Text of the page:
Liberman said management is also requiring performers to use a device this season to monitor their decibel levels.

Gardner said performers will continue to fight the fees and are considering a lawsuit. While the city leases the property, it remains public land, he said. The mayor’s office declined to comment.

Chadd Deitz, who performs as Wacky Chad, said he found the fees insulting, given that performers already agree to forgo paying gigs to entertain the crowds.

“It’s like asking them to pay for my pogo stick,” he said. “I think they just threw out a number to see what they could get.”

Cate Flaherty, who does a handstand and juggling act, said the performers are part of the culture of Faneuil Hall, a crossroads of Boston where tourists and locals of all stripes mingle.

“Everyone can afford to see us,” she said. “We’re an attraction. Not only a reason people come, but a reason people stay.”

Flaherty said she was distraught when she heard about the fees and she will refuse to pay.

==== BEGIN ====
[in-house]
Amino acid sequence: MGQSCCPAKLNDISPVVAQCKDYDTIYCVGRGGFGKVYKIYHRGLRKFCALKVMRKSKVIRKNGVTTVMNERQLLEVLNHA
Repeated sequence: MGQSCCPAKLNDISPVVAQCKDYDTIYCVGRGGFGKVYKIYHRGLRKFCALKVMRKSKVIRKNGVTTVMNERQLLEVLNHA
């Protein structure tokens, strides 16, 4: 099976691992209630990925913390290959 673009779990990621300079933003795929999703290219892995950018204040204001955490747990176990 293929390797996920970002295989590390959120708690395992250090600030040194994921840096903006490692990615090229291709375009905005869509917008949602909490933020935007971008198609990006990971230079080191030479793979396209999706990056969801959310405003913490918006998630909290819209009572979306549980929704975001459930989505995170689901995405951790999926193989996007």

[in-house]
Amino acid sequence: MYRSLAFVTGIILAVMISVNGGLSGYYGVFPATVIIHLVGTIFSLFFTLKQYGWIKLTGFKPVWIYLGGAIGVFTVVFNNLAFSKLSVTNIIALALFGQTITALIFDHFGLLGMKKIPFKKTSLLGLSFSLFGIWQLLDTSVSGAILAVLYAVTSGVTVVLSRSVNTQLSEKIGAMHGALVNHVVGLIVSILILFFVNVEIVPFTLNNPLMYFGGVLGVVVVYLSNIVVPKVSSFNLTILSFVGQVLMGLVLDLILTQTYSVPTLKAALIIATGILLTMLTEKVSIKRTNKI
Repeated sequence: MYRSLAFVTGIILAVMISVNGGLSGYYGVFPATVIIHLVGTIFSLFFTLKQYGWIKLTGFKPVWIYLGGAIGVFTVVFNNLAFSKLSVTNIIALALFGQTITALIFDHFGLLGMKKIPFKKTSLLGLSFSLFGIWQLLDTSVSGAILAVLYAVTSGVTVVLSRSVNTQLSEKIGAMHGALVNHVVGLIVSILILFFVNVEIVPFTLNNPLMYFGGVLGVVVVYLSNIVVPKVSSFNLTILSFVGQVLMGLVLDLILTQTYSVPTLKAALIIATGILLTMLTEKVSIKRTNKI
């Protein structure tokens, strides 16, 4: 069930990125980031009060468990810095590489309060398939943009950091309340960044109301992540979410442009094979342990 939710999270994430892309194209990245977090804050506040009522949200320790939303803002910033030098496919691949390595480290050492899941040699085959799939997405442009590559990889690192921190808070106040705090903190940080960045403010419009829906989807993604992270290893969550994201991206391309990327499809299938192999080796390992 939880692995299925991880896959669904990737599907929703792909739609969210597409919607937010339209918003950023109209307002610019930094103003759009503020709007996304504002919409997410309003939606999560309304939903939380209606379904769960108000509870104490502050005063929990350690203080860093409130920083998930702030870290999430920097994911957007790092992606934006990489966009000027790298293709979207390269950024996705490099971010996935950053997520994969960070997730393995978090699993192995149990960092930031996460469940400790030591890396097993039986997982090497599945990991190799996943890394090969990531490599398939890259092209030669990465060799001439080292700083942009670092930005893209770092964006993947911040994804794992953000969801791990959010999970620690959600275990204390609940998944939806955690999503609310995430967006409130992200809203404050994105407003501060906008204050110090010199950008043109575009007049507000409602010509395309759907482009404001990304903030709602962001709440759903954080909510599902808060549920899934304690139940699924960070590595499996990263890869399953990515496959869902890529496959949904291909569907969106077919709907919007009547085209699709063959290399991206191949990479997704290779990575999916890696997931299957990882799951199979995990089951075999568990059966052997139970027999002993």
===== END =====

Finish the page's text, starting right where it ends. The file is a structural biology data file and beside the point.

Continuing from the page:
“The bottom literally dropped out of my world,” she said.

On Friday, visitors were surprised to hear that the performers had to pay to perform and said they hoped they made enough in tips that it wouldn’t hurt their bottom line too much. Even busking wasn’t free anymore, one quipped. And as Wacky Chad balanced the brim of his baseball hat on his nose, the crowd cheered in appreciation.

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Near Gardner’s show, Stephen Creagh prepared balloon animals for the children. He wasn’t affected by the fee increase, but wondered how much longer he would be welcome in an upgraded market.

“It’s basically a mall without the street performers,” he said.

Eric Royer performed outside of Quincy Market, where the management company is seeking to impose new rules and fees on buskers who work the area.
Eric Royer performed outside of Quincy Market, where the management company is seeking to impose new rules and fees on buskers who work the area. Josh Reynolds for The Boston Globe

Peter Schworm can be reached at schworm@globe.com. Follow him on Twitter @globepete.